Tuesday, December 20, 2011

Post Cards from Postpartum: Chow!

One day while breast feeding I lost it.

As one who likes to keep moving through the day (because I will fall into utter laziness if I don't) I find sitting down to nurse my baby is a practice in self control. 

Sit here and feed your baby, I have to tell myself.

Don't get up to pick pieces off the carpet.

Don't get up to pour more sippy substance for Ever.

Stay put in this spot for twenty minutes even if the kitchen should catch fire and the bacon burns.

But one day as I was sitting down I started to feel lumpy and post-birthy. 

Not pretty.

And I recognized these feelings as a trail back to my former self when I thought my body was weak if it shifted, changed shape or became fleshier than usual.

So I texted Janna, my unpaid therapist.

Janna, I am feeling fat.

And she replied,

Fat is not a feeling.

Right. Right. Sometime I ago I realized I only felt two emotions: happy or fat. I didn't have bad days. I only had fat days. Feeling fat masked what I was really feeling--lonely, loser-ish, angry, small voiced--because I believed being fat was worse than the sum of all negative parts.

And that theory was dead wrong.

So I sat there, sat and nursed and asked myself,

What ARE you feeling?

I thought about the night before. Lisa had brought us a huge meal of Indian-spiced chicken, rice, feta salad and chocolate chip cookies. I sat down to eat and the baby started crying. WHY DO ALL MY BABIES ALWAYS CRY WHEN I WANT TO EAT?

I calmed the baby and sat down again.

The Chief needed more drink and when I got up to help him, Ever spilled hers. It slowly puddled over the table and started an annoying drip, drip, drip. I got up to clean it, sat down again and was only minutes in until the next need erupted.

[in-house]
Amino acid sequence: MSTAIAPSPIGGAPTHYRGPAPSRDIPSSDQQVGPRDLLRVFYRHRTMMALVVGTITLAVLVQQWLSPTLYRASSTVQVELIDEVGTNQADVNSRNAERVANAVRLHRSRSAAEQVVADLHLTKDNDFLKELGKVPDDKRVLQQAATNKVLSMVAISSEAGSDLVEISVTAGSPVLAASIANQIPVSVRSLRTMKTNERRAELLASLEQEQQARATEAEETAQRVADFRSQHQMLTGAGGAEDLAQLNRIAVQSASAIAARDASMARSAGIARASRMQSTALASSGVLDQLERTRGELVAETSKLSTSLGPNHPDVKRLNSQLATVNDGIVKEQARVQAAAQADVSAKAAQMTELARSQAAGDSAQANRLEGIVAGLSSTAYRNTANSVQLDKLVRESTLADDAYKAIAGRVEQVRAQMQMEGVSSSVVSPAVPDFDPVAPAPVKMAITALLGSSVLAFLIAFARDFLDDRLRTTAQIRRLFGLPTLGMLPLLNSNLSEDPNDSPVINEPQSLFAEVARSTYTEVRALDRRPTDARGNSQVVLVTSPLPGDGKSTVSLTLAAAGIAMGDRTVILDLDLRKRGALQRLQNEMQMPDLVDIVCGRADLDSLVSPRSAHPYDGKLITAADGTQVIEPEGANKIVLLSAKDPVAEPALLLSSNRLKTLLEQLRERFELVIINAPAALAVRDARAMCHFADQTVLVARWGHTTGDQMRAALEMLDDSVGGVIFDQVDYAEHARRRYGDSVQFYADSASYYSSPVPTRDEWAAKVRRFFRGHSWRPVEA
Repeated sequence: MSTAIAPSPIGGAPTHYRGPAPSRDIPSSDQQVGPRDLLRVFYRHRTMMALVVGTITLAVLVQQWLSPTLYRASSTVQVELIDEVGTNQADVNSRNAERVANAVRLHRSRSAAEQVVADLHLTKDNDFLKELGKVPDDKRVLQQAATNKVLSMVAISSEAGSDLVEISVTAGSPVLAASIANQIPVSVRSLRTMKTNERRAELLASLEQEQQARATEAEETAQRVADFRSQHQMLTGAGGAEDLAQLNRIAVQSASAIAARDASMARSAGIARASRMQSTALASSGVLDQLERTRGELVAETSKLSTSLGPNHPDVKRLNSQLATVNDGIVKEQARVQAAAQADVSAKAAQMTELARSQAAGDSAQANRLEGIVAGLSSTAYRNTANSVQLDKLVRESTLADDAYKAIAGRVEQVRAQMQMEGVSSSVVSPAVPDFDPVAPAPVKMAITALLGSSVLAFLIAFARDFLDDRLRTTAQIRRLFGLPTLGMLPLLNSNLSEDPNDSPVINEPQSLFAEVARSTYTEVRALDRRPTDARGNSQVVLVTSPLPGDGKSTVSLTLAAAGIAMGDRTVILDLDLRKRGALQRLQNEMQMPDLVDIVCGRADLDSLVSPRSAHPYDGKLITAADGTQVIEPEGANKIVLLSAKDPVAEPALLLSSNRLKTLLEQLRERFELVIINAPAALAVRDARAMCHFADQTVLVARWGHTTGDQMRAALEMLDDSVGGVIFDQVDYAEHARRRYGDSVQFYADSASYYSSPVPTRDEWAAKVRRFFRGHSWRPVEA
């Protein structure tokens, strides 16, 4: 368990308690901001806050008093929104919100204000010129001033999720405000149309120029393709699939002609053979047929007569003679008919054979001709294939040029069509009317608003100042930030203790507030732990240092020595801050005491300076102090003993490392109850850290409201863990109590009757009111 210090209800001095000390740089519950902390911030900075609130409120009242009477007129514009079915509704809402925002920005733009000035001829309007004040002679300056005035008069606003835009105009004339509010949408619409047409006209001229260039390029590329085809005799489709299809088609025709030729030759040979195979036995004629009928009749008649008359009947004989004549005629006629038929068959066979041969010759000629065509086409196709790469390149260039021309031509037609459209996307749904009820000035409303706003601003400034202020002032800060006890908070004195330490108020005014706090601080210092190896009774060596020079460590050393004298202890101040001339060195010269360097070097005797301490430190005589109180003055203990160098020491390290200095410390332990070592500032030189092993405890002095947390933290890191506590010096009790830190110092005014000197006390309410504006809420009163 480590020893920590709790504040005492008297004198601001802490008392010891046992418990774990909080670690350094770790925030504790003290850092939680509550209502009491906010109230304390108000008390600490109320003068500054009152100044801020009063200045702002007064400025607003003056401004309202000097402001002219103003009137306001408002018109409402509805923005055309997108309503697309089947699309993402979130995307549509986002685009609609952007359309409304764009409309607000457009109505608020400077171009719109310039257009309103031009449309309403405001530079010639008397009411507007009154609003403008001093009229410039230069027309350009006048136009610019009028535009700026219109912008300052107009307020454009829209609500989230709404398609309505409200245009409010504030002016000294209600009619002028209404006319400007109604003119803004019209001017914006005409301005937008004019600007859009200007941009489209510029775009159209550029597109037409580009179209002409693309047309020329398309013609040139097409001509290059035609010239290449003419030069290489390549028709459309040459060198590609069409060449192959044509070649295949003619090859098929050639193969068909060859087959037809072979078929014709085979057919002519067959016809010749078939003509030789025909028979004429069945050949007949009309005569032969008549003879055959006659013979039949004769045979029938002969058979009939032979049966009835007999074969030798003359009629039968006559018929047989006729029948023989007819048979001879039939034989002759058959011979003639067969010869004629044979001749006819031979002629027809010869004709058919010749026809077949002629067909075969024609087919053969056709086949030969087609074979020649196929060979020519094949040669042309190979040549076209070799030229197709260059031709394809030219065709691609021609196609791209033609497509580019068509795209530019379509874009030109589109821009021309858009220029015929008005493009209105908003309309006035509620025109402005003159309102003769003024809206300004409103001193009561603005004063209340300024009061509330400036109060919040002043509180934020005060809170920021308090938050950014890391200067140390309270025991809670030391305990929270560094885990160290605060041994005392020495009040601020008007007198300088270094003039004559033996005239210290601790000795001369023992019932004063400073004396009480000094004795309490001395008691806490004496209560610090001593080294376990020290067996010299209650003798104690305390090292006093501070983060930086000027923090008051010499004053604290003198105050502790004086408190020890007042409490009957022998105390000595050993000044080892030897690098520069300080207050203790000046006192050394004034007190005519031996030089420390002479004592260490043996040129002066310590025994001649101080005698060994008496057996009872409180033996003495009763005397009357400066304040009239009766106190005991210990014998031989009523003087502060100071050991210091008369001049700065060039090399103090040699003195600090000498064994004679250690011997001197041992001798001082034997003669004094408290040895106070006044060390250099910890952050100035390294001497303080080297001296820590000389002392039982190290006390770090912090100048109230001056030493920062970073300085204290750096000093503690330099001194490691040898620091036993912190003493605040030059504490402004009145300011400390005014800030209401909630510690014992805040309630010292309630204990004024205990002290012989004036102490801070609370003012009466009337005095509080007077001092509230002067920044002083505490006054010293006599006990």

When the kids were finally put down to bed that night and the baby was stuffed into sleep by the weight of my arms, I fled back into the kitchen. I pulled out all the Tupperware, ripped off the rubber lids and desperately ate right out of the container like I had just come home from Starving Camp.

I ate and ate and ate until I could actually feel food in my stomach.

Then I felt awful. Not physically awful but emotionally awful. Why did I need to eat so much? Two dinner meals? Was I consuming some stress? Was I devouring my feelings? But at that point I was too tired for a dessert topped with analytical self-exploration so I went to bed.

And here I was sitting, not able to move a muscle, forced to think. I thought and thought and thought until I finally realized what was going on.

I was hungry.

It's like trying to eat in a monkey cage around here--and I've got to eat for my baby and for myself. With the distractions flying at me at the same speed as my baby wants to consume, if I am not determined, I get almost no calories in my body at all.

I wasn't depressed, sunk, spent. Overwhelmed, frustrated, fat. Losing, lumpy, frumpy and weak I WAS HUNGRY.

And most likely I was hungry after The Chief was born and I was hungry after Ever was born but instead of listening to myself, I did what I always do when I feel fat, I restricted calories. I had never really educated myself on hunger as a means to an end, but I had spent years seeing hunger as a depressed, unvoiced emotional need. For most of my life hunger was not a desire to eat, it was a sign of intelligent deficiency and deprivation of honesty.

This was a small, obvious break through for me, but so important.

Janna texted me back offering,  

Are you feeling unhappy about your body shape?

No, I replied, I just realized, I'm hungry.

And I've been eating ever since.

Pictures of Erin from Wendy of Blue Lily Photography.